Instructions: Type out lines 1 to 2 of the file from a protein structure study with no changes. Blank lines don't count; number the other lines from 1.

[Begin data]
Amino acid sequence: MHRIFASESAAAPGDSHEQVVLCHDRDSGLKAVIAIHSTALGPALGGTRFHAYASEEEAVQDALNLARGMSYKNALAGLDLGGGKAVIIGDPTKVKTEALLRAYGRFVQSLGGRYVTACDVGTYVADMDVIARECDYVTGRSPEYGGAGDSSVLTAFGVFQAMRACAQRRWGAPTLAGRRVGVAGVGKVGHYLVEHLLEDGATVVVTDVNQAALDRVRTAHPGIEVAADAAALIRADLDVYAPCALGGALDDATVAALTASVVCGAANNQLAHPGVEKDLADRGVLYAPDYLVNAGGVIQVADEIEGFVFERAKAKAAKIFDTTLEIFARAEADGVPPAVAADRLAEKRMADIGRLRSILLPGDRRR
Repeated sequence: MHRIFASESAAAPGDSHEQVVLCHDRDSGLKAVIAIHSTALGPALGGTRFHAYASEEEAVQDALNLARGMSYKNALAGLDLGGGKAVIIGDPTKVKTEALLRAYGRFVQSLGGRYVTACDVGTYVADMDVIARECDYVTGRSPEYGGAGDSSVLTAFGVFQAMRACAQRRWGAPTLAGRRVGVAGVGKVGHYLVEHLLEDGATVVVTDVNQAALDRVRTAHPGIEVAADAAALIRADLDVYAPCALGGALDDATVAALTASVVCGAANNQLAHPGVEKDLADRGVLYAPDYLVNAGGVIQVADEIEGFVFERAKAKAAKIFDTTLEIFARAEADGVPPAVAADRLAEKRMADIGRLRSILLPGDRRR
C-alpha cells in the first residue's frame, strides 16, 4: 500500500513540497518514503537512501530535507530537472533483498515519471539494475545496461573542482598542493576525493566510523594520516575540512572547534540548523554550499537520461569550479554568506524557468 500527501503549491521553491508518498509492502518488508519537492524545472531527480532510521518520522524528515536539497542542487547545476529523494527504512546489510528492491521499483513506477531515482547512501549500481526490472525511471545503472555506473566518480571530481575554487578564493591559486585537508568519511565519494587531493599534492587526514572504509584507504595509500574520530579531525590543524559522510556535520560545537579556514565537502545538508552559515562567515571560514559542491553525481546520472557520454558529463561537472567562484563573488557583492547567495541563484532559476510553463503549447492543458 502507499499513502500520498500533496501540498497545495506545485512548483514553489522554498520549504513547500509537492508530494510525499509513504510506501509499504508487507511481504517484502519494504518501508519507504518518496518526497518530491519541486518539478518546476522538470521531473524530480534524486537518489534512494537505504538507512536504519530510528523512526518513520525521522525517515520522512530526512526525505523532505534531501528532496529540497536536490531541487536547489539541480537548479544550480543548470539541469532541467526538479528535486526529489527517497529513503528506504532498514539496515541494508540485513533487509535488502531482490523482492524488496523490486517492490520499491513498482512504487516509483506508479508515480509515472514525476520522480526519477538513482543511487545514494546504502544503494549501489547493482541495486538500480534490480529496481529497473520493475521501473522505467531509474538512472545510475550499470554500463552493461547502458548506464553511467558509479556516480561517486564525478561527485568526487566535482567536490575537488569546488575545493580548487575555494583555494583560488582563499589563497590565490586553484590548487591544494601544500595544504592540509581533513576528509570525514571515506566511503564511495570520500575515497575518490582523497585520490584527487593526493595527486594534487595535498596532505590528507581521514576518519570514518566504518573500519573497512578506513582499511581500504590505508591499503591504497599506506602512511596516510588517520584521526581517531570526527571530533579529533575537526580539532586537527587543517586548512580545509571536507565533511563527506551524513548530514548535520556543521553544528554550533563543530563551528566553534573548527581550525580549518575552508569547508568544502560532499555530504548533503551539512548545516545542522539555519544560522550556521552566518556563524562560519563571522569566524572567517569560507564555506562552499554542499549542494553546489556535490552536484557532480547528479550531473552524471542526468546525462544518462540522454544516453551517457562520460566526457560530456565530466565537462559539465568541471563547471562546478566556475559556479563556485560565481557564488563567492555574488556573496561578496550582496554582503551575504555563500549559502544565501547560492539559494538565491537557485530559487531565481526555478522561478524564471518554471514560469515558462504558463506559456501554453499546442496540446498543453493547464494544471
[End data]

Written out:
Amino acid sequence: MHRIFASESAAAPGDSHEQVVLCHDRDSGLKAVIAIHSTALGPALGGTRFHAYASEEEAVQDALNLARGMSYKNALAGLDLGGGKAVIIGDPTKVKTEALLRAYGRFVQSLGGRYVTACDVGTYVADMDVIARECDYVTGRSPEYGGAGDSSVLTAFGVFQAMRACAQRRWGAPTLAGRRVGVAGVGKVGHYLVEHLLEDGATVVVTDVNQAALDRVRTAHPGIEVAADAAALIRADLDVYAPCALGGALDDATVAALTASVVCGAANNQLAHPGVEKDLADRGVLYAPDYLVNAGGVIQVADEIEGFVFERAKAKAAKIFDTTLEIFARAEADGVPPAVAADRLAEKRMADIGRLRSILLPGDRRR
Repeated sequence: MHRIFASESAAAPGDSHEQVVLCHDRDSGLKAVIAIHSTALGPALGGTRFHAYASEEEAVQDALNLARGMSYKNALAGLDLGGGKAVIIGDPTKVKTEALLRAYGRFVQSLGGRYVTACDVGTYVADMDVIARECDYVTGRSPEYGGAGDSSVLTAFGVFQAMRACAQRRWGAPTLAGRRVGVAGVGKVGHYLVEHLLEDGATVVVTDVNQAALDRVRTAHPGIEVAADAAALIRADLDVYAPCALGGALDDATVAALTASVVCGAANNQLAHPGVEKDLADRGVLYAPDYLVNAGGVIQVADEIEGFVFERAKAKAAKIFDTTLEIFARAEADGVPPAVAADRLAEKRMADIGRLRSILLPGDRRR